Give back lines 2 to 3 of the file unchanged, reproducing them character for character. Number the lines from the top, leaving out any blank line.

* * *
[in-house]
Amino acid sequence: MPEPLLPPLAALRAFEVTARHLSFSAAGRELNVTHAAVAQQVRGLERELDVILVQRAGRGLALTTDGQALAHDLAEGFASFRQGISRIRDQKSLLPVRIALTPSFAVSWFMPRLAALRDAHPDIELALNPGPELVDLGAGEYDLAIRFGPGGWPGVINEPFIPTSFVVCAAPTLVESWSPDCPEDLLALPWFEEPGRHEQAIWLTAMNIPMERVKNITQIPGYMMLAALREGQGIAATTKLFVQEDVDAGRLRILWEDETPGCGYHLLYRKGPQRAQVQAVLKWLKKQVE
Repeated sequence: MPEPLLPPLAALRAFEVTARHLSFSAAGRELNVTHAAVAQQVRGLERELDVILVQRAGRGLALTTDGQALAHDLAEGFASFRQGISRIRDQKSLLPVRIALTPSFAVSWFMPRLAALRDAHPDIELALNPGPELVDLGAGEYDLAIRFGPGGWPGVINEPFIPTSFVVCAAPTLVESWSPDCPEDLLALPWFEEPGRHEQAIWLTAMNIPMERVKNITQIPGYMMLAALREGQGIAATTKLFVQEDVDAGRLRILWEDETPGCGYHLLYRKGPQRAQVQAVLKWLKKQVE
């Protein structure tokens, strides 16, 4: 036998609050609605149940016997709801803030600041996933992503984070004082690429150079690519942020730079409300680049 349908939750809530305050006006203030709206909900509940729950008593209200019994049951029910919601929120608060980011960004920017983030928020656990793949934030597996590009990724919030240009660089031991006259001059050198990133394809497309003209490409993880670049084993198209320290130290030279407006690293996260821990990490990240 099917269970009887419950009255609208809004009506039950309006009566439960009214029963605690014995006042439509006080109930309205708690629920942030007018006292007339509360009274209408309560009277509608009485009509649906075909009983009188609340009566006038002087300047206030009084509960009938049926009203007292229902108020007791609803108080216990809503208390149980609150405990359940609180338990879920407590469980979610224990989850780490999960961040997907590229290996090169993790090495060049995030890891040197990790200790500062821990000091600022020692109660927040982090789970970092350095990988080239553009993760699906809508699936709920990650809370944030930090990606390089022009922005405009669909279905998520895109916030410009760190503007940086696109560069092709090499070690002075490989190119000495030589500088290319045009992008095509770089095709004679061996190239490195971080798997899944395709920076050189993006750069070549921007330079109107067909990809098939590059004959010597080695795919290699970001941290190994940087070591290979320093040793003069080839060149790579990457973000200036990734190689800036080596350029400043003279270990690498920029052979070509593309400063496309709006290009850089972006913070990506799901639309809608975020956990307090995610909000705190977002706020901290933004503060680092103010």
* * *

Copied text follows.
Amino acid sequence: MPEPLLPPLAALRAFEVTARHLSFSAAGRELNVTHAAVAQQVRGLERELDVILVQRAGRGLALTTDGQALAHDLAEGFASFRQGISRIRDQKSLLPVRIALTPSFAVSWFMPRLAALRDAHPDIELALNPGPELVDLGAGEYDLAIRFGPGGWPGVINEPFIPTSFVVCAAPTLVESWSPDCPEDLLALPWFEEPGRHEQAIWLTAMNIPMERVKNITQIPGYMMLAALREGQGIAATTKLFVQEDVDAGRLRILWEDETPGCGYHLLYRKGPQRAQVQAVLKWLKKQVE
Repeated sequence: MPEPLLPPLAALRAFEVTARHLSFSAAGRELNVTHAAVAQQVRGLERELDVILVQRAGRGLALTTDGQALAHDLAEGFASFRQGISRIRDQKSLLPVRIALTPSFAVSWFMPRLAALRDAHPDIELALNPGPELVDLGAGEYDLAIRFGPGGWPGVINEPFIPTSFVVCAAPTLVESWSPDCPEDLLALPWFEEPGRHEQAIWLTAMNIPMERVKNITQIPGYMMLAALREGQGIAATTKLFVQEDVDAGRLRILWEDETPGCGYHLLYRKGPQRAQVQAVLKWLKKQVE